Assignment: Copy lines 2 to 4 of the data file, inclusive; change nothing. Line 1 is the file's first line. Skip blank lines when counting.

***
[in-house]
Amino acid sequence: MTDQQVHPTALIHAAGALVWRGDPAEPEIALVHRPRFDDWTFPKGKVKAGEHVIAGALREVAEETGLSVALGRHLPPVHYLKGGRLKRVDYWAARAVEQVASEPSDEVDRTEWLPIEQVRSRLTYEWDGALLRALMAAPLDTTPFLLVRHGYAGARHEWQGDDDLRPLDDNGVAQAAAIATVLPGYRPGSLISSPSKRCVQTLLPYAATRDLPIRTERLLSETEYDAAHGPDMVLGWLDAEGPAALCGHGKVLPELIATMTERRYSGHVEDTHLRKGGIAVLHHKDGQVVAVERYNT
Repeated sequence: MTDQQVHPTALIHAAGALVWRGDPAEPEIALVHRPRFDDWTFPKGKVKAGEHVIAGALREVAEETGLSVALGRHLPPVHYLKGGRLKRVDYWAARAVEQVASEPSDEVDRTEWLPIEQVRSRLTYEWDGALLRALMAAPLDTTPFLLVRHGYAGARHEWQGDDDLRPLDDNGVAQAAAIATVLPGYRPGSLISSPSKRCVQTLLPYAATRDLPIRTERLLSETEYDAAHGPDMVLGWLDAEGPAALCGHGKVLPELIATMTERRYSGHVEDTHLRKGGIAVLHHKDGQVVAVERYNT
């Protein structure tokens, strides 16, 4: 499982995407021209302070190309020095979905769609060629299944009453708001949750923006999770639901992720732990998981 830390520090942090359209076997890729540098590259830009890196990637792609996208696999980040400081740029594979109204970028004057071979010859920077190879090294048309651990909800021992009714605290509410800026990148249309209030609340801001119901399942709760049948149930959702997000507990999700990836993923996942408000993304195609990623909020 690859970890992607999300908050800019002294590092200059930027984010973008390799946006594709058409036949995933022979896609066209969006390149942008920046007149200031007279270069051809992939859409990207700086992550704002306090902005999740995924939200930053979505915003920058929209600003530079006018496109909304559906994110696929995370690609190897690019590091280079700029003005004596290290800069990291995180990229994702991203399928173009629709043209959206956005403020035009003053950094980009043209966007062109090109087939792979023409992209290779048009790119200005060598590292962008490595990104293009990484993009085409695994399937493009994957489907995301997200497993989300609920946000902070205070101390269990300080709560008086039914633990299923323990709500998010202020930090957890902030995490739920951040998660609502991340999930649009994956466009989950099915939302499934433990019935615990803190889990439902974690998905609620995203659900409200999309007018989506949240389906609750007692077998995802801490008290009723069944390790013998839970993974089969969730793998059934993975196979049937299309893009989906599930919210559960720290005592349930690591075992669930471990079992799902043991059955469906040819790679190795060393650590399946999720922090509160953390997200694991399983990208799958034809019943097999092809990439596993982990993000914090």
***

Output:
Amino acid sequence: MTDQQVHPTALIHAAGALVWRGDPAEPEIALVHRPRFDDWTFPKGKVKAGEHVIAGALREVAEETGLSVALGRHLPPVHYLKGGRLKRVDYWAARAVEQVASEPSDEVDRTEWLPIEQVRSRLTYEWDGALLRALMAAPLDTTPFLLVRHGYAGARHEWQGDDDLRPLDDNGVAQAAAIATVLPGYRPGSLISSPSKRCVQTLLPYAATRDLPIRTERLLSETEYDAAHGPDMVLGWLDAEGPAALCGHGKVLPELIATMTERRYSGHVEDTHLRKGGIAVLHHKDGQVVAVERYNT
Repeated sequence: MTDQQVHPTALIHAAGALVWRGDPAEPEIALVHRPRFDDWTFPKGKVKAGEHVIAGALREVAEETGLSVALGRHLPPVHYLKGGRLKRVDYWAARAVEQVASEPSDEVDRTEWLPIEQVRSRLTYEWDGALLRALMAAPLDTTPFLLVRHGYAGARHEWQGDDDLRPLDDNGVAQAAAIATVLPGYRPGSLISSPSKRCVQTLLPYAATRDLPIRTERLLSETEYDAAHGPDMVLGWLDAEGPAALCGHGKVLPELIATMTERRYSGHVEDTHLRKGGIAVLHHKDGQVVAVERYNT
């Protein structure tokens, strides 16, 4: 499982995407021209302070190309020095979905769609060629299944009453708001949750923006999770639901992720732990998981 830390520090942090359209076997890729540098590259830009890196990637792609996208696999980040400081740029594979109204970028004057071979010859920077190879090294048309651990909800021992009714605290509410800026990148249309209030609340801001119901399942709760049948149930959702997000507990999700990836993923996942408000993304195609990623909020 690859970890992607999300908050800019002294590092200059930027984010973008390799946006594709058409036949995933022979896609066209969006390149942008920046007149200031007279270069051809992939859409990207700086992550704002306090902005999740995924939200930053979505915003920058929209600003530079006018496109909304559906994110696929995370690609190897690019590091280079700029003005004596290290800069990291995180990229994702991203399928173009629709043209959206956005403020035009003053950094980009043209966007062109090109087939792979023409992209290779048009790119200005060598590292962008490595990104293009990484993009085409695994399937493009994957489907995301997200497993989300609920946000902070205070101390269990300080709560008086039914633990299923323990709500998010202020930090957890902030995490739920951040998660609502991340999930649009994956466009989950099915939302499934433990019935615990803190889990439902974690998905609620995203659900409200999309007018989506949240389906609750007692077998995802801490008290009723069944390790013998839970993974089969969730793998059934993975196979049937299309893009989906599930919210559960720290005592349930690591075992669930471990079992799902043991059955469906040819790679190795060393650590399946999720922090509160953390997200694991399983990208799958034809019943097999092809990439596993982990993000914090």